The article in the Style section was right above an article by Gabrielle Zevin. Hadn’t I just read snd reviewed her new book Young Jane Young? This article had a funny and inviting title – The Secret to Marriage is Never Getting Married.

And so I ended my degrees quest connecting with:

  1. Klee Wyck by Emily Carr
  2. Forest Lover Fby Susan Vreeland
  3. Clara and Mr. Tiffany by Susan Vreeland
  4. The Four Tendencies by Gretchen Rubin
  5. Mindset  by Carol Dweck
  6. The Secret to Marriage is Not Getting Married by Gabrielle Zevin

Related Links:

Golden Hill – A Novel of Old New York

9781501163876_p0_v4_s192x300   Francis Spufford’s Golden Hill mixes Shakespearean plot twists with an adventurous tale of Manhattan in the eighteenth century, thirty years before the American Revolution.  Richard Smith, an Englishman who mysteriously arrives on a ship from London, immediately goes to the New York City colony counting-house on Golden Hill Street, and demands cash for a thousand pound note – the equivalent of a cashier’s check for almost two hundred thousand dollars today.     Smith offers no explanation about the purpose of his visit or his identity, and seems determined to keep the local merchants wondering if they should trust him. Smith’s mishaps and attempts at love at first seem to follow the plot of a Shakespearean comedy, but Spufford has more at stake in using disguises and insidious politics than Shakespeare’s comedic rivalry.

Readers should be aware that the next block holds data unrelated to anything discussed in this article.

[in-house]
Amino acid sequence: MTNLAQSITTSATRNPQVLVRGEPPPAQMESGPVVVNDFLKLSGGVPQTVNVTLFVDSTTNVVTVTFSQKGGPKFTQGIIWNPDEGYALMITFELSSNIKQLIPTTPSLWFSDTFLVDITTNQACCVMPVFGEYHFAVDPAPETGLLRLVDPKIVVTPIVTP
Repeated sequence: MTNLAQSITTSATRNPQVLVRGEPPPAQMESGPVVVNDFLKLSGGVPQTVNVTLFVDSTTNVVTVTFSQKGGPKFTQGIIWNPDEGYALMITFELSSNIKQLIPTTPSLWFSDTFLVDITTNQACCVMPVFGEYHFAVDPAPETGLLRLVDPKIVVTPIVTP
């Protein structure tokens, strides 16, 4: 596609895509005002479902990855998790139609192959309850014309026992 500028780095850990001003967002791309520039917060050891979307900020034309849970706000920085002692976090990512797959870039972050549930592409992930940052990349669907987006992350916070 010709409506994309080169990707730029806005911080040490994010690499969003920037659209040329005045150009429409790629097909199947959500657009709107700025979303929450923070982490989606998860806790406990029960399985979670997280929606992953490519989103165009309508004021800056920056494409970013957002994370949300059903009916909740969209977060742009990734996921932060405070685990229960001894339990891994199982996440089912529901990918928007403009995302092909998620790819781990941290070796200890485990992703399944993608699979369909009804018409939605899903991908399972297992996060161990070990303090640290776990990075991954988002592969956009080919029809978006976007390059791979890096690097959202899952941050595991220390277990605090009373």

As Richard Smith nonchalantly continues to refuse how he will distribute the funds once he has them in hand, his cool demeanor arouses suspicions – is he a spy from the King?  a wealthy man’s son sent to prepare for a royal visit?  a confabulator? prestidigitator?  actor?  The counting house master responsible for distributing the funds to him would prefer him proven unworthy and a scam artist, so he could refuse giving him the money.

In the sixty days before Christmas, when the note is due, Smith manages to be robbed, fall in love, go to debtor’s prison, and be tried in court for murder.  Nevertheless, his secret remains until the last pages.  The narrator pauses the action intermittently to address the reader, using short soliloquies to provide an insider’s view – one who already knows the outcome and the characters’ motivations.  The identity of the narrator is also surprisingly revealed at the end of the story.

Because Spufford uses the formal language and sentence structure of colonial America for his characters and for the narration, the rhythm of the book seems strange at first.  I had to slow down, even rereading from the beginning when I found myself lost; however,  once I had identified Richard Smith as a sympathetic scoundrel, I was anxious to discover what would happen to him next.  Nothing seems to deter him as he cleverly manages to dine on credit after his money purse is stolen, or escape a bloodthirsty mob at the Guy Fawkes bonfire.  At times, the action is fast and hilarious, then slowing into the lull before the next storm of catastrophes.

With a reference to Shakespeare’s dueling lovers in Much Ado About Nothing, the narrator compares their combative relationship to that of Richard Smith and the counting house master’s daughter, Tabitha, who resembles Shakespeare’s shrew Katherine more than the witty Beatrice.  Spufford takes the relationship back and forth, having the characters verbally sparring with well-matched minds and creating sexual tension with the hope of an alliance.